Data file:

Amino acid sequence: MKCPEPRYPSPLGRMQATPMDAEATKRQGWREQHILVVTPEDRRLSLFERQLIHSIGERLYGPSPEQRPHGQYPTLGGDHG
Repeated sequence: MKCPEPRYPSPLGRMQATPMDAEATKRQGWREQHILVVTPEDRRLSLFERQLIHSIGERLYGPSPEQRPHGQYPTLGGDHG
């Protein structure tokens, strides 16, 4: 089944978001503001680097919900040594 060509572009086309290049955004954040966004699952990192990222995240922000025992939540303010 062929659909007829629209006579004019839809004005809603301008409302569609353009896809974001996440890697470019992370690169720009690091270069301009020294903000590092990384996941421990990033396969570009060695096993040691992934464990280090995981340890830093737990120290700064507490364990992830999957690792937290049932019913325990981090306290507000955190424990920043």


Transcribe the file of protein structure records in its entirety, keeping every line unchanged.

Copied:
Amino acid sequence: MKCPEPRYPSPLGRMQATPMDAEATKRQGWREQHILVVTPEDRRLSLFERQLIHSIGERLYGPSPEQRPHGQYPTLGGDHG
Repeated sequence: MKCPEPRYPSPLGRMQATPMDAEATKRQGWREQHILVVTPEDRRLSLFERQLIHSIGERLYGPSPEQRPHGQYPTLGGDHG
């Protein structure tokens, strides 16, 4: 089944978001503001680097919900040594 060509572009086309290049955004954040966004699952990192990222995240922000025992939540303010 062929659909007829629209006579004019839809004005809603301008409302569609353009896809974001996440890697470019992370690169720009690091270069301009020294903000590092990384996941421990990033396969570009060695096993040691992934464990280090995981340890830093737990120290700064507490364990992830999957690792937290049932019913325990981090306290507000955190424990920043």